Heritage Volunteers from The Arts Society Stourbridge have spent 1,844 hours over two years at Harvington Hall, cataloguing, digitising and archiving a huge collection of images never before systematically stored or ordered. The 4000-plus images it holds - mostly (though not only) photographic - record the history, the fabric and the life of the Hall across more than a century; they also parallel the development of photography as a technology and an art-form. 

The Heritage Volunteer group has created a set of archives, an Excel database and a catalogue which combine to form a valuable resource for the wider community as well as for the Hall itself. This resource is user-friendly, requiring no specialist knowledge to access it, and will be supported by induction training from volunteers themselves. 

Its structure and operation provide a robust and effective template for similar projects elsewhere. The potential benefits of this project to the wider community range from enhanced opportunities for scholarship and research (across a range of disciplines - history, architecture, etc) and making new materials available to national databases such as Historical Environment Records, to the creation of ‘virtual’ access to areas and aspects of the Hall itself, not otherwise possible for disabled and other visitors.

Benefits to the Hall and its management range from digital access to images and to accurate records, for use in conservation and maintenance work, to significant reduction of the need for physical handling of fragile and irreplaceable original images. 

A simple concept, but effectively realised only through sustained commitment and detailed, dedicated work, this project demonstrates how ‘heritage’ is a benefit to the whole community, not just to enthusiasts!


Richard has been extraordinary during Covid and instrumental in getting activity going online via Zoom aand sharing his knowledge widely with other Societies by being constantly available via phone, email and Zoom. He took the fear away and his enthusiasm created a positive energy across many parts of the UK. He has gone above and beyond his duties required of him at Richmond and inspired many other Societies.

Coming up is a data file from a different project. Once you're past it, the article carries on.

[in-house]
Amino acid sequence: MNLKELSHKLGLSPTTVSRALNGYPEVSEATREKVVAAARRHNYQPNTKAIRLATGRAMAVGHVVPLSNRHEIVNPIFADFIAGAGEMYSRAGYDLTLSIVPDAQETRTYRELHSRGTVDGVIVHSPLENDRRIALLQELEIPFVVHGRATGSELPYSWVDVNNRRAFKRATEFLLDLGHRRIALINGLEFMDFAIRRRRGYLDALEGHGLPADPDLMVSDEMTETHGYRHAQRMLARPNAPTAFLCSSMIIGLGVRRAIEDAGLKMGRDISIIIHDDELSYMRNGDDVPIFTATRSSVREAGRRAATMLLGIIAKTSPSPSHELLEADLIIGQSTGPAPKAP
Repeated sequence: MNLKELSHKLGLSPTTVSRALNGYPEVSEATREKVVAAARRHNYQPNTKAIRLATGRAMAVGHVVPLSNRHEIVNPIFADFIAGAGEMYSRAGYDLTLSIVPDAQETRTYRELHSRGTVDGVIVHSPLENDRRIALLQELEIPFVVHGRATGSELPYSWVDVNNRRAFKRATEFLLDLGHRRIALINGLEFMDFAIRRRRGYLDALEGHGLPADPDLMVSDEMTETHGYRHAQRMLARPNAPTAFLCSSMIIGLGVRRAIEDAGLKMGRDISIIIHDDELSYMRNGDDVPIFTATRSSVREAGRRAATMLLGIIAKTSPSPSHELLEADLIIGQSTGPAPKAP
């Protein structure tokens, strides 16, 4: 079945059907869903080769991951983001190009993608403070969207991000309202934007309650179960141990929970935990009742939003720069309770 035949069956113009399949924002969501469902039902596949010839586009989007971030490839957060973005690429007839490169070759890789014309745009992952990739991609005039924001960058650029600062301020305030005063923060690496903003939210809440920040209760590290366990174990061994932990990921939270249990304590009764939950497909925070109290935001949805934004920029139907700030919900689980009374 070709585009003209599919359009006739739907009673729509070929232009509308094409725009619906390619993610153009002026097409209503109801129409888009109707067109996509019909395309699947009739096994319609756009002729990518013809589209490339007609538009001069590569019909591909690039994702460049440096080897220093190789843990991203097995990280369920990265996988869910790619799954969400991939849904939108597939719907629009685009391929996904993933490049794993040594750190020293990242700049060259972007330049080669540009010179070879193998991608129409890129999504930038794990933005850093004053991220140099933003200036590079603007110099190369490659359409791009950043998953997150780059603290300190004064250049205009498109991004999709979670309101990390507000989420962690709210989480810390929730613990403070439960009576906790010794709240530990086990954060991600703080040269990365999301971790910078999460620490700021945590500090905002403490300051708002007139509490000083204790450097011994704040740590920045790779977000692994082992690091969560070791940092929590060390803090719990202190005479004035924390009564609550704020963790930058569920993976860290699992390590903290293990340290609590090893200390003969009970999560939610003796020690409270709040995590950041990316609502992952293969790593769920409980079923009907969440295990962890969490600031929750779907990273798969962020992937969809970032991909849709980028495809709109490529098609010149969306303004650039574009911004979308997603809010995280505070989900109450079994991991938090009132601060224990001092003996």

At the beginning of Lockdown in March Cheryl formed Roseacre Gardens Little Art and Roseacre Gardens Teen Art on Zoom for children/students in her neighbourhood. As a graduate in Ceramics and a primary school teacher she was well placed to keep Art alive during this difficult period when 'home schooling' focussed on the core curriculum. However, what grew out of the children's classes was even more exciting; Roseacre Grown Up Art. 15 adults met on Zoom on Tuesday evening throughout Lockdown to discuss different works of Art and paint a versions of the same picture or use the painting as an inspiration for their own work of Art. It was a very diverse group age wise and geographically. The overwhelming conclusion at the end of August was that the classes were a lifeline during those long months and the members voted unanimously to continue meeting every other Tuesday.